January 26, 2005
Five Germans being recognized for work remembering Jews' history, culture
BERLIN (AP) - Five Germans will be honoured for their commitment to preserving Jewish history and culture in their country in a ceremony timed to mark the 60th anniversary of the Auschwitz concentration camp liberation, an American foundation said Wednesday.
The Obermayer awards are funded by Jewish American philanthropist Arthur Obermayer, whose four grandparents were all German, and are inspired by the help the Boston man received from Germans in researching his roots. Recipients in 2005 include Gunter Demnig of Cologne, who has placed thousands of memorial stones outside the homes of Holocaust victims throughout Germany - markers that sometimes serve as the only memorial of their lives.
"When I originally had the idea, I never thought I would realize this," Demnig told reporters of the almost 5,000 "small monuments" he has now had placed.
He said the stones remove some of the abstraction of the Holocaust for contemporary Germans: "They are a totally practical reminder."
Other recipients are: Robert Krais of Ettenheim, who, spurred by the murder of Israeli athletes at the 1972 Munich Olympics, promotes sports exchanges between Germans and Israelis; Ilse Vogel of Uechtelhausen, who, through archival research, has been a link to Jews around the world with the town of Diespeck; Wolfram Kastner, a performance artist whose provocative pieces include recreating scenes of Jews being led away by Nazis in the streets of Munich, and Heinrich Nuhn of Rotenburg, who has investigated his town's Nazi history and helped preserve a Jewish ritual bath in the town.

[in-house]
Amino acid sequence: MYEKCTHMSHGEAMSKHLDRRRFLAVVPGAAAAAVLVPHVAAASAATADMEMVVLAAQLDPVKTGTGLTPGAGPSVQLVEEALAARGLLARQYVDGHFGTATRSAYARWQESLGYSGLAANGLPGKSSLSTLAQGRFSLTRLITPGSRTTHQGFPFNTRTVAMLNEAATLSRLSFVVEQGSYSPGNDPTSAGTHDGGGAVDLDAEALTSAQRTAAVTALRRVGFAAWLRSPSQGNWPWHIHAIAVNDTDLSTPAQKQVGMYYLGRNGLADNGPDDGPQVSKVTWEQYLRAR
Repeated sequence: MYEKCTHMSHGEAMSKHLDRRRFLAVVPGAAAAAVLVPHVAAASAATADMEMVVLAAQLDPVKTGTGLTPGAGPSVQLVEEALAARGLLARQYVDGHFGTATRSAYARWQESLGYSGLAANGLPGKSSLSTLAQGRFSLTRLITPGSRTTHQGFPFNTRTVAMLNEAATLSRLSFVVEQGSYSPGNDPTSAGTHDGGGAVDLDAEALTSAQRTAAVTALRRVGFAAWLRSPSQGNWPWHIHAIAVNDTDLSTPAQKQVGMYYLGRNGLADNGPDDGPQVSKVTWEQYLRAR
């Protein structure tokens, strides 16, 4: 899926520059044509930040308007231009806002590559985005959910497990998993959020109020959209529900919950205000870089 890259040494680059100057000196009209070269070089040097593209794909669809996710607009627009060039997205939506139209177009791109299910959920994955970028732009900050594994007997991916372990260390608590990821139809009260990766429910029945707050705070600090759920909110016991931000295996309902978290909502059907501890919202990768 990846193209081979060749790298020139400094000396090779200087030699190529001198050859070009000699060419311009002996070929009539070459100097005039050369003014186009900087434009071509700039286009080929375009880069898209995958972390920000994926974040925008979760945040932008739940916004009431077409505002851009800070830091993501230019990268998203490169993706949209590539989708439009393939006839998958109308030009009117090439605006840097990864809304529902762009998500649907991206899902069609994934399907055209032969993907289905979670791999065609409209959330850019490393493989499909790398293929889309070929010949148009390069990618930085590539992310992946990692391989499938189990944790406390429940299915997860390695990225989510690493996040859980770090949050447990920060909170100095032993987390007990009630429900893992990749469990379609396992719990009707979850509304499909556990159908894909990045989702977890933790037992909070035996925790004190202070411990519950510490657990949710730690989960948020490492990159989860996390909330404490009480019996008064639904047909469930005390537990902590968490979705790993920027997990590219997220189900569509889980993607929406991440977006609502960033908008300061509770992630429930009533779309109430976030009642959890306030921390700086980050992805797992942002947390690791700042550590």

The fifth annual awards will be presented in a Berlin ceremony on Thursday, the 60th anniversary of the liberation the Auschwitz concentration camp where some 1.5 million people perished - about 90 per cent of them Jewish - in then-German-occupied Poland.
German President Horst Koehler will attend a special ceremony at the camp memorial in Oswiecim, Poland, along with a host of other foreign dignitaries, including U.S. Vice-President Dick Cheney and Russian President Vladimir Putin.
A poll released Wednesday showed that while 74 per cent of Germans feel that contemporary Germans should no longer feel responsible for Auschwitz, some 47 per cent believe they still have a "special responsibility" to Jews. About 20 per cent said Germans should still feel personal guilt in the poll by the Forsa organization for Stern magazine.
The poll had a margin of error of plus or minus three percentage points.
This article also appeared in CJAD Radio (Montreal) on January 26, 2005 and in CBC News (Toronto) on February 7, 2005.